About fifteen minutes later on the couch the tears spilled over and I sat watching the Barefoot Contessa and feeling all the savor of life gone. I don't exaggerate. I wanted nothing more than to sink forever into the embrace of the couch, limpid, mildewed.

Then I was deeply ashamed of myself. The grief, and the shame of what I felt to be the disproportionate nature of the grief, lived side by side in me for about twenty four hours. My internal conversations at the time were acutely miserable.

I frequently hold myself to a rigid moral standard and allow myself almost no mercy. It pairs nicely with this internal image I had as a teenager; of myself on a cliff, clinging desperately to the rock wall of Godly behavior as if my life depended on it, while below me the safety net of God's grace waited. But I felt it would be weak to let myself fall into it, it would grace, that degradation of God's salvation, the use of it purely out of sloth or selfishness. Only weak people fell back into that net, I fully believed, and I didn't want to be weak. I wanted to please God. So I forced myself to go on clinging, hoping this would gain me God's favor, that He would be pleased with my independent suffering for His sake- "Look! Look how much I don't need You! Look how much I suffer because I refuse to need You! I can do this all by myself just for You, even though I'm dying here on this cliff. You must be so proud me!"

This is a very old way of thinking; I no longer believe God's grace is a safety net, I think of it more as the very air I breathe. But from time to time the past grips me and I have to remind myself to let my aching fingers loose and fall back. He's always so pleased to find me in His arms.

March 10, 2010

I had a huge breakthrough internally last week.

Abuse is much more about power than it is about gratification of perverse sexual urges. It’s about the power to crush and to dominate, to own and to use. I thought I had walked out from under that, and mostly I had. But there was one piece remaining.

I can't express the kind of courage it takes to look straight at the thing that has been denied for so long. The body and soul repress memories because the person suffering abuse knows that acknowledging what happened will cause horrible, crippling damage. Repressing memories is a last ditch survival strategy.

As a very young child, I couldn’t understand what was happening, especially as the man abusing me was supposed to be good and godly and my relative and he had all the power. He was a prayer warrior! A family man! A deacon of the church! He said he loved me! How could he be all this and also be doing these things to me?

As a very young child, I literally couldn’t think about it. The abuse happened over years. I didn’t have a way to think about it, so out of self-protection, I never thought about it and buried the memories as deeply and completely as I possibly could. Therefore, releasing them or even going anywhere near them can feel truly life threatening.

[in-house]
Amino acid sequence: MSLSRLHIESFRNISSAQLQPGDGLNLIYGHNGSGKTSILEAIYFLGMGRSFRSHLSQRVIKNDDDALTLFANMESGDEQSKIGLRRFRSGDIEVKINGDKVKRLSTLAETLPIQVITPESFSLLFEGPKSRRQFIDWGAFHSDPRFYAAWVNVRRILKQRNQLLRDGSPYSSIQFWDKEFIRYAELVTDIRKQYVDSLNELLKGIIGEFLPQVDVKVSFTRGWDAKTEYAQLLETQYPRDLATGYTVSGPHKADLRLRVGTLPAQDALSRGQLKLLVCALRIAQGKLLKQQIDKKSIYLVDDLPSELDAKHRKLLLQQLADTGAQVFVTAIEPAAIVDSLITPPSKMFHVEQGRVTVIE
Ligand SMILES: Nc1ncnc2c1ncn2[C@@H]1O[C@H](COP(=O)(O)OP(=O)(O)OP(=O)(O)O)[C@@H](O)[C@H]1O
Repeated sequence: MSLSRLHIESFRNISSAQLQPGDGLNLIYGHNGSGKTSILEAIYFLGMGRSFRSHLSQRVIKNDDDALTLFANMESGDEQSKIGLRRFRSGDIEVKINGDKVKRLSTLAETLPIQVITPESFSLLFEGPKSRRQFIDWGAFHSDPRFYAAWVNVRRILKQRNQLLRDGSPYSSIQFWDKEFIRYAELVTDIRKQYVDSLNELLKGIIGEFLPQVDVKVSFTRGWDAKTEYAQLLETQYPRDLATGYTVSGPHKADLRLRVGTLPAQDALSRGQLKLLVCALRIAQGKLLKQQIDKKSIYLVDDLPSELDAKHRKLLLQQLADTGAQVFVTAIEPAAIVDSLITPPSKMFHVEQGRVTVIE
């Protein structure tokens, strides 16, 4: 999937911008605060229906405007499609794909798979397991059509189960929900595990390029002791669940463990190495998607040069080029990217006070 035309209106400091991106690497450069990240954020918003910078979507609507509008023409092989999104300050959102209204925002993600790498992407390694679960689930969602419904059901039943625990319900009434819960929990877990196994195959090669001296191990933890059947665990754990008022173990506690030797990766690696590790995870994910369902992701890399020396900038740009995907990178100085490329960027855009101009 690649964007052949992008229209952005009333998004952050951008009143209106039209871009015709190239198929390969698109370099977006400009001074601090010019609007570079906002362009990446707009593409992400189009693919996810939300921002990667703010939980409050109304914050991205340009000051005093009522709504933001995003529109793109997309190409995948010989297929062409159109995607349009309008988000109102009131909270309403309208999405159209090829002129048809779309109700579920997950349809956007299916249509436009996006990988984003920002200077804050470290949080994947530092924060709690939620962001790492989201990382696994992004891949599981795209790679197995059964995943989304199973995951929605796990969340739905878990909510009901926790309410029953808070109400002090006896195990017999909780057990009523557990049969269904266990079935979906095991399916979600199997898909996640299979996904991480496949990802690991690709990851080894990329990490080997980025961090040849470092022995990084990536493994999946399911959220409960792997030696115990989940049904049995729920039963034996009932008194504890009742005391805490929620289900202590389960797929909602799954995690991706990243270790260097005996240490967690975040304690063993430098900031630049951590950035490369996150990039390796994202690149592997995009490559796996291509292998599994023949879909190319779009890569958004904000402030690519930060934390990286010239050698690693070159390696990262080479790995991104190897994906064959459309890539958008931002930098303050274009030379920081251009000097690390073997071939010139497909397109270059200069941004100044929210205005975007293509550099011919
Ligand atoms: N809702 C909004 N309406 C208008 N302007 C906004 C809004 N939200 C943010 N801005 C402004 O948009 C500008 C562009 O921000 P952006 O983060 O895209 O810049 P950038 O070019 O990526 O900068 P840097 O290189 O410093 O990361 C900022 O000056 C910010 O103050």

But experience taught me that once released into the light, the thing loses its power. That's what therapy does. It takes the person back to the moment  of abuse, and they relive it, but without completely losing the present understanding. They learn to reframe that moment in the light of who they are now.

And that's what I had to do with this buried belief. I had to release it from the oppressive dark. In doing so, initially I released a flood of shame, horror and guilt; all those feelings that are intimately associated with being sexual used. But again I have had experience with that, and was eventually able to allow those emotions to pass right through, to not hold on to them and above all, to not fall into the trap of giving them any powers of self-definition.

(I did not share this on the original blog, but at the moment when I first confronted this long buried memory, the feelings that came up with it were so intensely awful and raw that I felt certain I was going to go down under them, and so I cried out to Jesus to help me and immediately He did.

What Jesus did was show me a coin- I saw this coin in my mind, and He said to me, render unto Caesar what is Caesars, and unto God what is God's. Immediately I knew Jesus was saying to me that everything coming up did not belong to me. It came from my abuse and was not mine and did not define me- I would render all that to the abuse. My true self was created by God and in His image and was good and true and lasting because I was His daughter.

Because Jesus did this, I was able to gain my footing again and continue to process the pain and to heal from it.)

All through this, I experienced the most incredible healing. Afterward, a great rush of warm, strong maternal feeling welled up in me, so sweetly and naturally and until then, unknown to me.

This is an organic process, so the healing grows each day but that moment was a major turning point for me. It is a triumph of the power of life over death, over evil, over damage. It makes me think of this verse:

"The thief does not come except to steal, and to kill, and to destroy. I have come that they may have life, and that they may have it more abundantly."

-John 10:10